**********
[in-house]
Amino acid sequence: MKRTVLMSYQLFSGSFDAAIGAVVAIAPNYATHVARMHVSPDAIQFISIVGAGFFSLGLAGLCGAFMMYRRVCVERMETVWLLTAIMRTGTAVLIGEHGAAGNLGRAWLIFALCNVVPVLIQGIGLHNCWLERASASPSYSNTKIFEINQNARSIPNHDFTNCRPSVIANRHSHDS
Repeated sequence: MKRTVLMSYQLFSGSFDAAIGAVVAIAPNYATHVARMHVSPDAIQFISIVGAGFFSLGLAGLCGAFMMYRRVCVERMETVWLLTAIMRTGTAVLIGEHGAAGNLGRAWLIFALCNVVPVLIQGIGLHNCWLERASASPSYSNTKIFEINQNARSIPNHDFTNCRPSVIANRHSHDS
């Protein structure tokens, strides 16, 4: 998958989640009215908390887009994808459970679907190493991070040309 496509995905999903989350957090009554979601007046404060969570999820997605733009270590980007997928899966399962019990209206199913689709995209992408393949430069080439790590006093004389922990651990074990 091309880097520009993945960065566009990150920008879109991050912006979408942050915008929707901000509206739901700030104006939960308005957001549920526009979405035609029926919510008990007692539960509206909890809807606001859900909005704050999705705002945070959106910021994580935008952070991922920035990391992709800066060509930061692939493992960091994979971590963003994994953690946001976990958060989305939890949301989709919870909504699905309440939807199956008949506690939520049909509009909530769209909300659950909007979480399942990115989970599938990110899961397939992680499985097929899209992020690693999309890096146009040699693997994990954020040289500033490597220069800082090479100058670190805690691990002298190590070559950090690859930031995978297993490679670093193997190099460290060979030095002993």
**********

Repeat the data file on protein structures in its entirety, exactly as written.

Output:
[in-house]
Amino acid sequence: MKRTVLMSYQLFSGSFDAAIGAVVAIAPNYATHVARMHVSPDAIQFISIVGAGFFSLGLAGLCGAFMMYRRVCVERMETVWLLTAIMRTGTAVLIGEHGAAGNLGRAWLIFALCNVVPVLIQGIGLHNCWLERASASPSYSNTKIFEINQNARSIPNHDFTNCRPSVIANRHSHDS
Repeated sequence: MKRTVLMSYQLFSGSFDAAIGAVVAIAPNYATHVARMHVSPDAIQFISIVGAGFFSLGLAGLCGAFMMYRRVCVERMETVWLLTAIMRTGTAVLIGEHGAAGNLGRAWLIFALCNVVPVLIQGIGLHNCWLERASASPSYSNTKIFEINQNARSIPNHDFTNCRPSVIANRHSHDS
């Protein structure tokens, strides 16, 4: 998958989640009215908390887009994808459970679907190493991070040309 496509995905999903989350957090009554979601007046404060969570999820997605733009270590980007997928899966399962019990209206199913689709995209992408393949430069080439790590006093004389922990651990074990 091309880097520009993945960065566009990150920008879109991050912006979408942050915008929707901000509206739901700030104006939960308005957001549920526009979405035609029926919510008990007692539960509206909890809807606001859900909005704050999705705002945070959106910021994580935008952070991922920035990391992709800066060509930061692939493992960091994979971590963003994994953690946001976990958060989305939890949301989709919870909504699905309440939807199956008949506690939520049909509009909530769209909300659950909007979480399942990115989970599938990110899961397939992680499985097929899209992020690693999309890096146009040699693997994990954020040289500033490597220069800082090479100058670190805690691990002298190590070559950090690859930031995978297993490679670093193997190099460290060979030095002993």